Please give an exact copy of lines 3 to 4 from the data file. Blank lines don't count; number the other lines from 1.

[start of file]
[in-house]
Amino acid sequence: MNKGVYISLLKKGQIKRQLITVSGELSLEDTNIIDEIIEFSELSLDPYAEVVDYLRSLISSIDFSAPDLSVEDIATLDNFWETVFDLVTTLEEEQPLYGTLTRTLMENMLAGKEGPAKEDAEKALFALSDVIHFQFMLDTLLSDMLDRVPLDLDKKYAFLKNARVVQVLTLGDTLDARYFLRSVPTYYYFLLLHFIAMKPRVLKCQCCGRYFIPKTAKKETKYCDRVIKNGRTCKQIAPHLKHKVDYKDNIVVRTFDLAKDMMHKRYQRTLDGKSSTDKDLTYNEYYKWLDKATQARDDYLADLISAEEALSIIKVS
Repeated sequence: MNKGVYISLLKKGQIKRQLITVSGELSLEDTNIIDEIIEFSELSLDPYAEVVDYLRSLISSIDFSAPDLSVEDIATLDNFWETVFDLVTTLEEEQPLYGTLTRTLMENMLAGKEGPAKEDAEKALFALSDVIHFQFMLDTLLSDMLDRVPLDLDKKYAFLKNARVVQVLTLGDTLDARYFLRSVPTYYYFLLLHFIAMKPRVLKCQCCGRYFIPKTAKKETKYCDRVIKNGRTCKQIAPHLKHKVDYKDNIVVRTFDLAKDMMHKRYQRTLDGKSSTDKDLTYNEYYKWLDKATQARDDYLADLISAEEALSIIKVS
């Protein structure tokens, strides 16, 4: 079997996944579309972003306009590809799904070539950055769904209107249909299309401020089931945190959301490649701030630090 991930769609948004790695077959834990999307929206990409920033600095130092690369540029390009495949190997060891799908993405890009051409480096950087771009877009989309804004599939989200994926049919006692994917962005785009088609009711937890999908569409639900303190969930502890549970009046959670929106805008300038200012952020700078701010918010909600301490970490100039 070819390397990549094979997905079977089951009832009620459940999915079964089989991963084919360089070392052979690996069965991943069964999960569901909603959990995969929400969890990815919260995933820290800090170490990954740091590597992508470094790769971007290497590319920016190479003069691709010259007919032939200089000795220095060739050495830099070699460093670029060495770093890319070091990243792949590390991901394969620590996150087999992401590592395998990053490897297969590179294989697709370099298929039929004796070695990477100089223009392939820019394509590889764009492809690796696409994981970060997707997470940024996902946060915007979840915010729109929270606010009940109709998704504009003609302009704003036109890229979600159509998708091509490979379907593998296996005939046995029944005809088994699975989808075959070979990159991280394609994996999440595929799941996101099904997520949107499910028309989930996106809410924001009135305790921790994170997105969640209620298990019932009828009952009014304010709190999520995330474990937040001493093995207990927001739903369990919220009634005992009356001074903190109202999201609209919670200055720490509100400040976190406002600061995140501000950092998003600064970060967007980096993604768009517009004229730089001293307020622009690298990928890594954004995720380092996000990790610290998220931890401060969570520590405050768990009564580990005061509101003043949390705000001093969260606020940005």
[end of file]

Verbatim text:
Repeated sequence: MNKGVYISLLKKGQIKRQLITVSGELSLEDTNIIDEIIEFSELSLDPYAEVVDYLRSLISSIDFSAPDLSVEDIATLDNFWETVFDLVTTLEEEQPLYGTLTRTLMENMLAGKEGPAKEDAEKALFALSDVIHFQFMLDTLLSDMLDRVPLDLDKKYAFLKNARVVQVLTLGDTLDARYFLRSVPTYYYFLLLHFIAMKPRVLKCQCCGRYFIPKTAKKETKYCDRVIKNGRTCKQIAPHLKHKVDYKDNIVVRTFDLAKDMMHKRYQRTLDGKSSTDKDLTYNEYYKWLDKATQARDDYLADLISAEEALSIIKVS
């Protein structure tokens, strides 16, 4: 079997996944579309972003306009590809799904070539950055769904209107249909299309401020089931945190959301490649701030630090 991930769609948004790695077959834990999307929206990409920033600095130092690369540029390009495949190997060891799908993405890009051409480096950087771009877009989309804004599939989200994926049919006692994917962005785009088609009711937890999908569409639900303190969930502890549970009046959670929106805008300038200012952020700078701010918010909600301490970490100039 070819390397990549094979997905079977089951009832009620459940999915079964089989991963084919360089070392052979690996069965991943069964999960569901909603959990995969929400969890990815919260995933820290800090170490990954740091590597992508470094790769971007290497590319920016190479003069691709010259007919032939200089000795220095060739050495830099070699460093670029060495770093890319070091990243792949590390991901394969620590996150087999992401590592395998990053490897297969590179294989697709370099298929039929004796070695990477100089223009392939820019394509590889764009492809690796696409994981970060997707997470940024996902946060915007979840915010729109929270606010009940109709998704504009003609302009704003036109890229979600159509998708091509490979379907593998296996005939046995029944005809088994699975989808075959070979990159991280394609994996999440595929799941996101099904997520949107499910028309989930996106809410924001009135305790921790994170997105969640209620298990019932009828009952009014304010709190999520995330474990937040001493093995207990927001739903369990919220009634005992009356001074903190109202999201609209919670200055720490509100400040976190406002600061995140501000950092998003600064970060967007980096993604768009517009004229730089001293307020622009690298990928890594954004995720380092996000990790610290998220931890401060969570520590405050768990009564580990005061509101003043949390705000001093969260606020940005």